The convening authority for the Office of Military Commissions, retired Marine Major General Vaughn A. Ary, on Jan. 9 overturned the terror conviction against Sudanese national Noor Uthman Muhammed (charge sheet, PDF) and dismissed the charges against him. Muhammed was accused of working as a weapons instructor and logistician in Afghanistan, and pled guilty to charges of providing material support for terrorism and conspiracy to provide material support for terrorism in February 2011. The US Court of Appeals for the DC Circuit [official website] ruled in two subsequent, unrelated cases that trials for terrorist detainees should not be conducted by military commission (Bahlul v. US; Hamdan v. Rumsfeld) unless the crime was recognized as a war crime at the time it was committed. The DC Circuit decisions, binding on military commissions, required the convening authority to dismiss the findings and sentence against Muhammed.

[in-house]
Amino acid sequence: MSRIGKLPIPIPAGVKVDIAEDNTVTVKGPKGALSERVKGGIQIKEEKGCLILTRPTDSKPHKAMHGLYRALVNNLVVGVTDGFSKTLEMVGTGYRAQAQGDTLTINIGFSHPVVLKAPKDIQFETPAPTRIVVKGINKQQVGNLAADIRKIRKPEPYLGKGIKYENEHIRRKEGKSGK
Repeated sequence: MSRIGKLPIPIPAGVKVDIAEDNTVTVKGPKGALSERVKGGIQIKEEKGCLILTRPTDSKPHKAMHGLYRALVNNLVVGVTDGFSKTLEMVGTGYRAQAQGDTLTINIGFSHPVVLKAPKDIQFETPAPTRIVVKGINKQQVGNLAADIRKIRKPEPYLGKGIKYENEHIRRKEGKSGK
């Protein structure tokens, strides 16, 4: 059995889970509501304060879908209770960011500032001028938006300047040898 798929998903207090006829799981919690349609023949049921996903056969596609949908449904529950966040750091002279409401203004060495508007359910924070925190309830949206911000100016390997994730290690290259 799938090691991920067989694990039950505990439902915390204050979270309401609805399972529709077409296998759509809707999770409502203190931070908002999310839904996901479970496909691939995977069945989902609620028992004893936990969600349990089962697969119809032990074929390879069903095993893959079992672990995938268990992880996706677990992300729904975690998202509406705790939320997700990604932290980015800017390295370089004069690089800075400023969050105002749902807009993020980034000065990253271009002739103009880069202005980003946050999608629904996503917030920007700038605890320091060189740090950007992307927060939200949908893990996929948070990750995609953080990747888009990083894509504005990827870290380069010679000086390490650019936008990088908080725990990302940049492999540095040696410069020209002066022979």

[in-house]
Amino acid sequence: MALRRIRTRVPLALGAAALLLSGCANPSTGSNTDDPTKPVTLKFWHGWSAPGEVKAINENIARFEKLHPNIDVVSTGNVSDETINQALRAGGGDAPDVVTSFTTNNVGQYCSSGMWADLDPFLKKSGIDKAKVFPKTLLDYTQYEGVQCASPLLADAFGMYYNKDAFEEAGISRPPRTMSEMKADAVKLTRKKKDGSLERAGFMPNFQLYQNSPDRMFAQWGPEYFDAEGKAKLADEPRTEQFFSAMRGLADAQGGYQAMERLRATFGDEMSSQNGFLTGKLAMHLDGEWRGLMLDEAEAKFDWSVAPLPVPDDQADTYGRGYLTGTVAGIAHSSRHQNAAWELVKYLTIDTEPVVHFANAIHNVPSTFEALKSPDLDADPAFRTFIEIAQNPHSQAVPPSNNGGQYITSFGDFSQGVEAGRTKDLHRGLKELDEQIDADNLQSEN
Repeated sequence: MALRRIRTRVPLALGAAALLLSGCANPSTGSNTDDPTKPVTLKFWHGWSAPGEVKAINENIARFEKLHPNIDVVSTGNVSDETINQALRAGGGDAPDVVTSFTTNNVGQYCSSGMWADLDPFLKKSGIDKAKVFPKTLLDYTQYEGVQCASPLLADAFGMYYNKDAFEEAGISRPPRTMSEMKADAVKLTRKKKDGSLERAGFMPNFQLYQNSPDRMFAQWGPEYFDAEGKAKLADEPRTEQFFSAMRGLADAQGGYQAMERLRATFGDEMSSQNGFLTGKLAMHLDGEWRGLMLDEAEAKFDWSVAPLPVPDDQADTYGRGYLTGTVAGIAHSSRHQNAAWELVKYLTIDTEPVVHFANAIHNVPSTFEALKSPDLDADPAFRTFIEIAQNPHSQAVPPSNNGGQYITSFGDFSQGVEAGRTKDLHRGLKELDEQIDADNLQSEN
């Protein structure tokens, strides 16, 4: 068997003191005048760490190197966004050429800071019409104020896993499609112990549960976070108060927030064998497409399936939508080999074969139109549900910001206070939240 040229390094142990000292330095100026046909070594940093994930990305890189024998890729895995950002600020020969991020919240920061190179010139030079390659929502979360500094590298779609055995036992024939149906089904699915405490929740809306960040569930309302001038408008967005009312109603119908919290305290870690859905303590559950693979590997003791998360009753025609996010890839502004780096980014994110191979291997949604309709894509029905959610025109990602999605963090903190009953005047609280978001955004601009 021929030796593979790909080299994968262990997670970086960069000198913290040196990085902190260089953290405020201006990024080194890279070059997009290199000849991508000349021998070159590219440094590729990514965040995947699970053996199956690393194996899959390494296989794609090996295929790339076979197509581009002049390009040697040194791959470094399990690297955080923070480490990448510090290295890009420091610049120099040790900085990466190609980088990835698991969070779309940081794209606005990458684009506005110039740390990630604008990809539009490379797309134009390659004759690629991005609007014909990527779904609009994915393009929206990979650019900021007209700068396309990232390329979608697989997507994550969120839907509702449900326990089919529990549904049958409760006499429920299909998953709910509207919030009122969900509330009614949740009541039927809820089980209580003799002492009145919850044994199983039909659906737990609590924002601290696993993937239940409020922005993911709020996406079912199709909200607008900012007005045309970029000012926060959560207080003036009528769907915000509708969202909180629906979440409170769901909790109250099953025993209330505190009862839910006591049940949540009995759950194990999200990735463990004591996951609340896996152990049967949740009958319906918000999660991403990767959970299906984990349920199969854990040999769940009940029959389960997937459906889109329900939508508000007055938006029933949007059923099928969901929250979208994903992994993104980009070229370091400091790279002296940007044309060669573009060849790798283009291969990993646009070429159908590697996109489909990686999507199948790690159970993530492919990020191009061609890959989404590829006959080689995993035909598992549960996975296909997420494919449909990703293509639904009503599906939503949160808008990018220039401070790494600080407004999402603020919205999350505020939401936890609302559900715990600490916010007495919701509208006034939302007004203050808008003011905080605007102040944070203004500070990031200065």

Muhammed was captured in Pakistan in 2002, and charged at Guantánamo Bay under the Military Commissions Act of 2006 (PDF). Prosecutors for the US Department of Defense charged Muhammed in 2008 based on allegations that he conspired with various al-Qaeda leaders and ran a terrorist training camp in Afghanistan between 1996 and 2000. The military commission sentenced him to 14 years confinement (PDF) in February 2011 after he pled guilty. Muhammed was repatriated from Guantanamo Bay to Sudan in December 2013.
From Jurist, Jan. 10. Used with permission.